AL TAQADDUM, Iraq -- Helicopters break down, especially ones subjected to the rigors of combat missions like those flying out of Al Taqaddum, Iraq.
Always ready to apply their unique repair abilities to the helicopters are the Marines with Detachment A, Marine Aviation Logistics Squadron 16, Marine Aircraft Group 16 (Reinforced), 3rd Marine Aircraft Wing, who provide aviation logistics support day and night to Marine Medium Helicopter Squadron 268 and Marine Light Attack Helicopter Squadron 369.
The detachment of more than 40 Marines is broken down into different sections, each focusing on a specific piece of aviation logistics support.
Working out of scattered wooden shacks, cargo containers and a dirt covered hangar, the detachment's Marines manufacture and repair the hundreds of parts making up CH-46 Sea Knights, UH-1N Hueys and AH-1W Super Cobras.
"We have 24 Marines working in our maintenance section," said Gunnery Sgt. Sean P. Bosh, Det. A staff noncommissioned officer-in-charge. "Their job is repairing components on all three aircraft types so the work varies, especially with three different engine types. They troubleshoot the aircraft's mechanics, always attempting to save parts through our extensive repair ability before pulling them and getting a replacement."
According to Bosh, three Marines in the electronic countermeasures section provide limited repair ability for the protective systems, but also fill the important role of escorts for the sensitive equipment when it is transported to a higher level facility for repair.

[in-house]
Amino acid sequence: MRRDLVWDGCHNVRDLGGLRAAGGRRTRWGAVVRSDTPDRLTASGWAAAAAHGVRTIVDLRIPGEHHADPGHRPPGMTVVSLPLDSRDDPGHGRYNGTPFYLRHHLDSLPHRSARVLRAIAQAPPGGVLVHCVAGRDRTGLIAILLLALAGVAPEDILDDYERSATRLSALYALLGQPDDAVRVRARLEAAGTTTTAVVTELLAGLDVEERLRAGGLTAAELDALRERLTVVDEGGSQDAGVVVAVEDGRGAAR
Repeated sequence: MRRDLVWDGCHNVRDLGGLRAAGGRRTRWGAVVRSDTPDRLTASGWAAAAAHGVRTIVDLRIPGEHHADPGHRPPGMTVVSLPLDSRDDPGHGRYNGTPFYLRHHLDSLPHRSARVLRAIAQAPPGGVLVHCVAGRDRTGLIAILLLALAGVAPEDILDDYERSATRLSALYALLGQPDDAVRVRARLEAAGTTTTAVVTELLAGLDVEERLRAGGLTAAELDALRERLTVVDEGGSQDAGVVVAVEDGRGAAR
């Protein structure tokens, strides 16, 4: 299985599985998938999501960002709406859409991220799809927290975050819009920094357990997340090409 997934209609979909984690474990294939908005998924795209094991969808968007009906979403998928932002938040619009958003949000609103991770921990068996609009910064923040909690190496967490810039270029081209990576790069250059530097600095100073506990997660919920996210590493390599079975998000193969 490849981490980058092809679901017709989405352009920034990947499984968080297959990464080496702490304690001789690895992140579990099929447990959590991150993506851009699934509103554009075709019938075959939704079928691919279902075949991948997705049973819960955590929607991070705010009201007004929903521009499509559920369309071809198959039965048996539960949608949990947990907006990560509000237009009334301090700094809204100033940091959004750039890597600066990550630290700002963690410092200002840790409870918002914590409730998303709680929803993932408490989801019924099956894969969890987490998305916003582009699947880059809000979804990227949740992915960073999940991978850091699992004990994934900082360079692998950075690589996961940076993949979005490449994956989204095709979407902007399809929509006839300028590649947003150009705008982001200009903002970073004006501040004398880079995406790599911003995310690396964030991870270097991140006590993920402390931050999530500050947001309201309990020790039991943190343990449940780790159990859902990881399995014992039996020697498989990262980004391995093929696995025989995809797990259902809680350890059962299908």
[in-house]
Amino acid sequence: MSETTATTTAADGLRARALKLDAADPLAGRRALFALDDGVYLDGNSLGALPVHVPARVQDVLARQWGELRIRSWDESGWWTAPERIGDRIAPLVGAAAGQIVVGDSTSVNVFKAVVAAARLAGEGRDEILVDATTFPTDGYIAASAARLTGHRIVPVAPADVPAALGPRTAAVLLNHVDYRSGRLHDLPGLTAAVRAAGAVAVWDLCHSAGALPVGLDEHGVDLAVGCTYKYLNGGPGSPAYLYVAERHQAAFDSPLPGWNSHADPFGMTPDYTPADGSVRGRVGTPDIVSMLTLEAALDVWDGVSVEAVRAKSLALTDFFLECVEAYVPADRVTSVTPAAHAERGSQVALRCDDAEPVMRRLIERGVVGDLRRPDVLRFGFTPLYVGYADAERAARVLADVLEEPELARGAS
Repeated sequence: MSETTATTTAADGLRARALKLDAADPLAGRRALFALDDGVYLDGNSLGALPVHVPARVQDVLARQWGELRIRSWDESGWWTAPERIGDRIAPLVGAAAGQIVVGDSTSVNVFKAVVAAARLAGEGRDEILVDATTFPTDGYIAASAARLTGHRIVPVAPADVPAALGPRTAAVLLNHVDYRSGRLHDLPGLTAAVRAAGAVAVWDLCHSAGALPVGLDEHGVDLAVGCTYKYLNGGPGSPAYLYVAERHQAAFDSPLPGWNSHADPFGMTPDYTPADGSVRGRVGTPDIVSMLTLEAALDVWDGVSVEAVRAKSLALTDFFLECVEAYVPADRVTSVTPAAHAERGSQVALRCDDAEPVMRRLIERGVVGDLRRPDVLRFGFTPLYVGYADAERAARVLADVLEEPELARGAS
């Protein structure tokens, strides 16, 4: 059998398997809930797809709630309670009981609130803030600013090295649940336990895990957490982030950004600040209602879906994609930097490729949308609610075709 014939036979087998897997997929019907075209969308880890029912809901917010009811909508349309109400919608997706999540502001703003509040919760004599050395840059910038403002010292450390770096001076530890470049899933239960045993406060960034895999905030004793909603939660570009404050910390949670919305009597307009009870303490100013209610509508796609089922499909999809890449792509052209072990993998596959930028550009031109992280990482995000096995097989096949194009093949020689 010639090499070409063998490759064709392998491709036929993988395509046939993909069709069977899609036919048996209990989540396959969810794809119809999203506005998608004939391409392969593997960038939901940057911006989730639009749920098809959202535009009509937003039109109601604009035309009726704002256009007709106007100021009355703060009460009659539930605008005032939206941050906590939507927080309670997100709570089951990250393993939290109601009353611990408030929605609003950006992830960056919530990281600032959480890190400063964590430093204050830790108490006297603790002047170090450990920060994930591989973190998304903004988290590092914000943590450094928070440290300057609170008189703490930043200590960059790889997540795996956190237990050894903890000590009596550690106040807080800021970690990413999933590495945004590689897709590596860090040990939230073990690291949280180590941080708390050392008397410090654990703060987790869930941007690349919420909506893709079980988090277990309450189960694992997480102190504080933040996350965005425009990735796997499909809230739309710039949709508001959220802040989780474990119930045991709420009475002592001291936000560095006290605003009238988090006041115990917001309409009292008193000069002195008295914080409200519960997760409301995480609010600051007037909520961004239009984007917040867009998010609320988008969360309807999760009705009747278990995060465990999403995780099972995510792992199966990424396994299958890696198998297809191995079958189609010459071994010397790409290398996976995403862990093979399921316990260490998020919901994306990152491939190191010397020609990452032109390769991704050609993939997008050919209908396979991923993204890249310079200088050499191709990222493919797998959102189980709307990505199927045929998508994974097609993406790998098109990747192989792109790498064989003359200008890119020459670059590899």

The smallest detachment section, manned by Cpl. Clifford A. Davies, is the battery section.
"I handle all the battery support for the squadrons and control hazardous materials for the detachment," said Davies, an avionics technician and Seattle, native.
According to Bosh, six Marines split evenly across three small sections are perhaps the busiest of all the Det. A personnel.
"Two Marines in the van maintenance section are constantly busy with maintaining the generators across the squadrons and the ones at the airfield here," said Bosh, a Jacksonville, Fla., native. "Our two metalworkers are integral to the helicopter's airframes. Their work saves the squadron a lot of time and money by keeping the birds up and flying."
The busy schedule of the helicopter airframe mechanics, also known as metalworkers, and van maintainers is mirrored by two hydraulic technicians, who unceasingly inspect hydraulic parts aboard the helicopters for cracks and defects.
"If problems are found, then we have the ability to manufacture and repair the necessary parts to keep the aircraft up," stated Cpl. Jeffery M. Wells, a hydraulic mechanic and Powder Springs, Ga., native. "W can manufacture low and medium pressure lines, but the ones we can't fix are sent up to MALS-16 at Al Asad."
The Det. A supply Marines provide the last link in the aviation logistics chain, supplying all the other sections and squadrons with the parts that they need.
Working nonstop, day and night, forces the Marines to learn new skills and become accustomed to intermittent sleep hours.
"I am a hydraulic mechanic, but today I'm learning how to bend steel in the weld shop," said Wells. You have to make yourself universal down here."
Despite being detached from their squadron and living and working under austere conditions, the aviation logistics support Marines here expressed their affinity for their current role.
"It could be two in the morning when I get awakened to weld something," said Cpl. Jensen J. Miller, an airframes mechanic and Onawa, Iowa, native. "Even with that, I love it down here. You get to see your work go up in the air right in front of you, knowing that the helicopters are going out to help the Marines in the field, be it casualty evacuation or air support."